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Doctor of Philosophy




Dr. David Myska


Concerto Suite explores a unique hybridization of aspects from the baroque dance suites of the 17th and 18th centuries and from the classical concerto of the 18th and 19th centuries. In addition it also showcases some noteworthy differences in the performance technique and timbre of the viola da gamba in contrast to today's modern string instruments: the violin, viola, cello and double bass. ­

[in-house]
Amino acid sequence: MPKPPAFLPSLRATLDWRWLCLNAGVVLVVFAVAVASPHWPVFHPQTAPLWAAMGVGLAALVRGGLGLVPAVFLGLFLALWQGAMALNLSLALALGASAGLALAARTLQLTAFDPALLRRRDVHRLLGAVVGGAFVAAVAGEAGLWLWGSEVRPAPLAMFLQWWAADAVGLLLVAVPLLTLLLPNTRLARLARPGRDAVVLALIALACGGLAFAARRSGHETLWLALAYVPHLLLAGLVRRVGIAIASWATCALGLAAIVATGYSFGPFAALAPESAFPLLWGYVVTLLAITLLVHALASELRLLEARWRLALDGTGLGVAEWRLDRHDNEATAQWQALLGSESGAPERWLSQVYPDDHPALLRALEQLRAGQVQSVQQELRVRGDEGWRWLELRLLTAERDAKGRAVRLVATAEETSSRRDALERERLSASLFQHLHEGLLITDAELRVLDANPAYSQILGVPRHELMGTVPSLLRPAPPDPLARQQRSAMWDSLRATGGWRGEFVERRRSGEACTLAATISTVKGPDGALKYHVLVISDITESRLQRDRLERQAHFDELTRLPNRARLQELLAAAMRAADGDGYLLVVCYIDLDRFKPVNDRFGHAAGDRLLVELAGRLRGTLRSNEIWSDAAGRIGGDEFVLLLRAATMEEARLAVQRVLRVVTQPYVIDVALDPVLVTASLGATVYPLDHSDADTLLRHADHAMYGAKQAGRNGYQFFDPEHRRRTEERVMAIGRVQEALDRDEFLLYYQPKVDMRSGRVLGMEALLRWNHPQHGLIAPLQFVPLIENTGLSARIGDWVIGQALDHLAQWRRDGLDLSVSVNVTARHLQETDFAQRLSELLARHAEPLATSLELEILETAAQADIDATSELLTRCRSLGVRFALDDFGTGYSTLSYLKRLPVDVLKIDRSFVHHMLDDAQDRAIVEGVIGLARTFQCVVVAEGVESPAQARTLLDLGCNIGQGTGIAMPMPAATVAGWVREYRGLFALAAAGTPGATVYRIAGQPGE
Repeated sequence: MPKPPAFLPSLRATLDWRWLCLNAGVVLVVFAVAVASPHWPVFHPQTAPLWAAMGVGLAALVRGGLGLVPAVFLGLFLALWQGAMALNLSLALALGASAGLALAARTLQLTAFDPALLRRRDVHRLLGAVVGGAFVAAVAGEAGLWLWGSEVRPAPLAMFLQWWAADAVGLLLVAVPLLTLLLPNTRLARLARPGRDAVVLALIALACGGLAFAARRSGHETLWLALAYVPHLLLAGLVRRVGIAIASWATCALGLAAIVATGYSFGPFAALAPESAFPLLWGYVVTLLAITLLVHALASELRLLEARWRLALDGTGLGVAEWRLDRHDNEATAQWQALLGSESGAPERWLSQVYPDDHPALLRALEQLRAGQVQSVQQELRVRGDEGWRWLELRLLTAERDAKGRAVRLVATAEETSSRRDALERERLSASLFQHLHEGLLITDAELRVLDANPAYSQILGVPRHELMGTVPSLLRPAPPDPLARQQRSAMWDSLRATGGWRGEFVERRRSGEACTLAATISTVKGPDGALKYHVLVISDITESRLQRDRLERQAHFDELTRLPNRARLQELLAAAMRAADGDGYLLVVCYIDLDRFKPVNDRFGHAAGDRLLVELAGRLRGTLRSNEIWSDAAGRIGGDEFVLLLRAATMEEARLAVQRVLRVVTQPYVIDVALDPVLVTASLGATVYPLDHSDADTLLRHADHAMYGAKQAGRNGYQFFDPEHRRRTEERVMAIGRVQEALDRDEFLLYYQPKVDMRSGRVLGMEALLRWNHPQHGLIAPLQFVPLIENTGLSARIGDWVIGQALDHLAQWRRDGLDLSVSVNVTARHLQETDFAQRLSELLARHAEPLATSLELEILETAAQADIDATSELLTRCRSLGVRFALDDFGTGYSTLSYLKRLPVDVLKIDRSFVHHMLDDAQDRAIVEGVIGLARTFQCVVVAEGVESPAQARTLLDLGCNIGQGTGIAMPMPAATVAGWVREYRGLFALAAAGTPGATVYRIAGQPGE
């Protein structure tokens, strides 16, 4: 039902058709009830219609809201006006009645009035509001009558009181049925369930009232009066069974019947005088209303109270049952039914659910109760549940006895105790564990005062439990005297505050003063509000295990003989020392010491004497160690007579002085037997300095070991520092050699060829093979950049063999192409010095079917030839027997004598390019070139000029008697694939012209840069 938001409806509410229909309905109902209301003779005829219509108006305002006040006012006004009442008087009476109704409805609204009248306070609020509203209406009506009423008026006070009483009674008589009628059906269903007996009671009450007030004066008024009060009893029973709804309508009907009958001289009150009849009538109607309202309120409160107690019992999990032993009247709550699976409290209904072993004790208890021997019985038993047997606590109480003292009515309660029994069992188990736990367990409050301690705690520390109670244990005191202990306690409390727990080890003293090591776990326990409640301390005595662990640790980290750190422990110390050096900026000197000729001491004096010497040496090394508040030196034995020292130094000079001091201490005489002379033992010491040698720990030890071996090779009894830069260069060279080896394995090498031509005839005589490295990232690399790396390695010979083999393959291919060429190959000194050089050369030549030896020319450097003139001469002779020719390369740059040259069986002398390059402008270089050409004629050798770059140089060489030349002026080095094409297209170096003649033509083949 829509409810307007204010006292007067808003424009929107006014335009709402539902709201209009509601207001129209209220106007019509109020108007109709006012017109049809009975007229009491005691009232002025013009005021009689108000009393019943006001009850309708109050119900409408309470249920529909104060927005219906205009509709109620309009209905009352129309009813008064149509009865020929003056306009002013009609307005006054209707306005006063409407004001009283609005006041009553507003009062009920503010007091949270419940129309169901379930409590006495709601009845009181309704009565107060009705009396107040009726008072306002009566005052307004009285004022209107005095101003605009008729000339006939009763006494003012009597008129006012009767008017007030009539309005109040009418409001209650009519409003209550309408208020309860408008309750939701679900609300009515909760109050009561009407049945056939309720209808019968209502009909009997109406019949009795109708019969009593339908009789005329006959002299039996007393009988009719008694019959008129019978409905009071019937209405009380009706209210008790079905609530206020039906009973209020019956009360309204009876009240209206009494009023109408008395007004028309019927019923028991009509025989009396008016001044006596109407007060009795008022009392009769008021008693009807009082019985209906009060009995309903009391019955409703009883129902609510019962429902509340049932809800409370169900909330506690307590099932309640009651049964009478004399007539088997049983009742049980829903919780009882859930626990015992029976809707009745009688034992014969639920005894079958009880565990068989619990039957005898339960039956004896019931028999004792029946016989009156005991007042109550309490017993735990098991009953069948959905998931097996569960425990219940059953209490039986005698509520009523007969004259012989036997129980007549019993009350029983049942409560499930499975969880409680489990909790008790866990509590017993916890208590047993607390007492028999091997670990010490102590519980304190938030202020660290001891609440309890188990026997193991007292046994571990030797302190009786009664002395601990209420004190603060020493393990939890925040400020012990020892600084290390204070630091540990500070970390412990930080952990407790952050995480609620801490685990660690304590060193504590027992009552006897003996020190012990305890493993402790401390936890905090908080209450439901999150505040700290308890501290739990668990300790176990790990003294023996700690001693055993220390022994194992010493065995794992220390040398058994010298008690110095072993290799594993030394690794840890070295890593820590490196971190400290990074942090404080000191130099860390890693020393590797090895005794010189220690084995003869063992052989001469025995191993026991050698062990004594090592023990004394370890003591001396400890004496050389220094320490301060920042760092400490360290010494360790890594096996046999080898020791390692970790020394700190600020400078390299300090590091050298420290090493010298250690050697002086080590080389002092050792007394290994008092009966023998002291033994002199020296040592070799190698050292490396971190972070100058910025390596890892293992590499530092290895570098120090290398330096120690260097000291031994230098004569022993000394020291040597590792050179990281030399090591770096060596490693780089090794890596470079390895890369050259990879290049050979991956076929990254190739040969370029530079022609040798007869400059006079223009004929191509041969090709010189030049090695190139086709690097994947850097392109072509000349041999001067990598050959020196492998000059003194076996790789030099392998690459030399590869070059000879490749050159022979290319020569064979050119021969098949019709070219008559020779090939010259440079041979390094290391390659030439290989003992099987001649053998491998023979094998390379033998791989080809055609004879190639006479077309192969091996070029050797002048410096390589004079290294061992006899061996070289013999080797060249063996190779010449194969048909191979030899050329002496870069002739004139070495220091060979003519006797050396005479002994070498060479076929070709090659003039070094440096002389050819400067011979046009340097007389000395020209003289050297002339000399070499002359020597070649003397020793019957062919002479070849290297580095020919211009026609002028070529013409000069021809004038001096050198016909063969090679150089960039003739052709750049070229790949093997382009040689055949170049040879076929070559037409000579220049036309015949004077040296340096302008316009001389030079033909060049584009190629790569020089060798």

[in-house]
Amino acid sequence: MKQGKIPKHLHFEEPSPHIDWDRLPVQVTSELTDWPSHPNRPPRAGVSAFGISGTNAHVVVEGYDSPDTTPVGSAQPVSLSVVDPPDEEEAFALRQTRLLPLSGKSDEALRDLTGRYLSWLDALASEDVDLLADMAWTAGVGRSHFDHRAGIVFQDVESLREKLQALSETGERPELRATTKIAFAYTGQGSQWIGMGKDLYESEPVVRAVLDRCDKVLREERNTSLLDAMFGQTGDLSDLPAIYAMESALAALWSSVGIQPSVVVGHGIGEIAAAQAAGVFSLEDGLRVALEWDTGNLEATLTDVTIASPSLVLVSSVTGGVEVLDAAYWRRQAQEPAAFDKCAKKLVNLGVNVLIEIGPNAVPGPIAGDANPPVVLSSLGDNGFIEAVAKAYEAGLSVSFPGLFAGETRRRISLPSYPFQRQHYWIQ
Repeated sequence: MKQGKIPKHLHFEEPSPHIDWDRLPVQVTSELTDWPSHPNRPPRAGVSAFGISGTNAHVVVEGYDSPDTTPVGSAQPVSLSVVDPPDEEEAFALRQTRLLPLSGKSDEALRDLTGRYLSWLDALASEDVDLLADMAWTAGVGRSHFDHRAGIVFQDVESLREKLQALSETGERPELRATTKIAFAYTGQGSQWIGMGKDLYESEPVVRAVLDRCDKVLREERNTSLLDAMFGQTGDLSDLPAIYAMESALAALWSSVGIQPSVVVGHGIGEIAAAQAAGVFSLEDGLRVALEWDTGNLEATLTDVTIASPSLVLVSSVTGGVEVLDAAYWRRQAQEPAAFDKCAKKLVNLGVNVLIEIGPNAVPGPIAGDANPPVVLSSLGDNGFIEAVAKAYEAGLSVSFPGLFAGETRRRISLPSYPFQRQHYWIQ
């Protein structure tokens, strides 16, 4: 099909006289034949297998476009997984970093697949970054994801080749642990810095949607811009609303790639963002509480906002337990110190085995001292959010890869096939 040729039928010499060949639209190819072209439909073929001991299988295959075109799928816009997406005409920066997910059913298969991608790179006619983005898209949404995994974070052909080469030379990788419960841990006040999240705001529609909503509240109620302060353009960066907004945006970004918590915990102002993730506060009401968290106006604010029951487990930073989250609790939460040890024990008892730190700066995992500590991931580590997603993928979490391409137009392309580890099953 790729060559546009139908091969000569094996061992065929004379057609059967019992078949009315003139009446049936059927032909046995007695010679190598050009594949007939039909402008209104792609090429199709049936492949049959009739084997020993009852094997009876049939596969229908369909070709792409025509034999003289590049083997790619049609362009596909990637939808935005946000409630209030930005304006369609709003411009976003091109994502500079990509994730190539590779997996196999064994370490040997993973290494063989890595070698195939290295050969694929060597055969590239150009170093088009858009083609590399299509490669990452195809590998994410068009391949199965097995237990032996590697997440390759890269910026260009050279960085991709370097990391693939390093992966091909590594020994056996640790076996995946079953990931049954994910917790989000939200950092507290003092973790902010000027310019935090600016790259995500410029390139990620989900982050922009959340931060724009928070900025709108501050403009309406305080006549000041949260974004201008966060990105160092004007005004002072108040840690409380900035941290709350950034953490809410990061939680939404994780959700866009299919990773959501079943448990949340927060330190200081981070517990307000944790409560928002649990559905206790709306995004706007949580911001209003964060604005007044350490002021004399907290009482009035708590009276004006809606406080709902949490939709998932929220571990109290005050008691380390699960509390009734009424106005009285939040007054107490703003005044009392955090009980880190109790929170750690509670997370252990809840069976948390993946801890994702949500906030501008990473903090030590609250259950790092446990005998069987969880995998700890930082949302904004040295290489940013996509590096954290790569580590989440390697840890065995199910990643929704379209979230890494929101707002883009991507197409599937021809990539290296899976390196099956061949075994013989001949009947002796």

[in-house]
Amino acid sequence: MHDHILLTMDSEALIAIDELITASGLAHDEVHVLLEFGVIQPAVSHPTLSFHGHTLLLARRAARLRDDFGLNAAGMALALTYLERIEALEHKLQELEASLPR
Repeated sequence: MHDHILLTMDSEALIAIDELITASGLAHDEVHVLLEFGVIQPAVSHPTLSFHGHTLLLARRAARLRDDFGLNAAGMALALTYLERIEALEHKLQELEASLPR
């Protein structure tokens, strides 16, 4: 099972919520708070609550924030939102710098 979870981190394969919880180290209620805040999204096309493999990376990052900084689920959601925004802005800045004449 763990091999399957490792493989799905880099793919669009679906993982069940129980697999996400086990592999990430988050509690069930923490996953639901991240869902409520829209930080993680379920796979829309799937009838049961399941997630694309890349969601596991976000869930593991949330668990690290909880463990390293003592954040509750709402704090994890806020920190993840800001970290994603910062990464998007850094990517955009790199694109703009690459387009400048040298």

Concerto Suite is made up of three movements that are based on the form, rhythmic patterns, and meters of typical dance suites of the seventeenth and eighteenth centuries: allemande, courante, sarabande, and gigue. Concerto Suite combines aspects of the seventeenth and eighteenth centuries dance suites with a virtuosic soloist who alternatively blends and contrasts motivic material, often in dialogue with the orchestra, similar to the role of a soloist in an eighteenth or nineteenth century concerto. To highlight differences in timbre, smaller groups from the orchestra accompany, play in sync, or play in opposition to the viola da gamba soloist.

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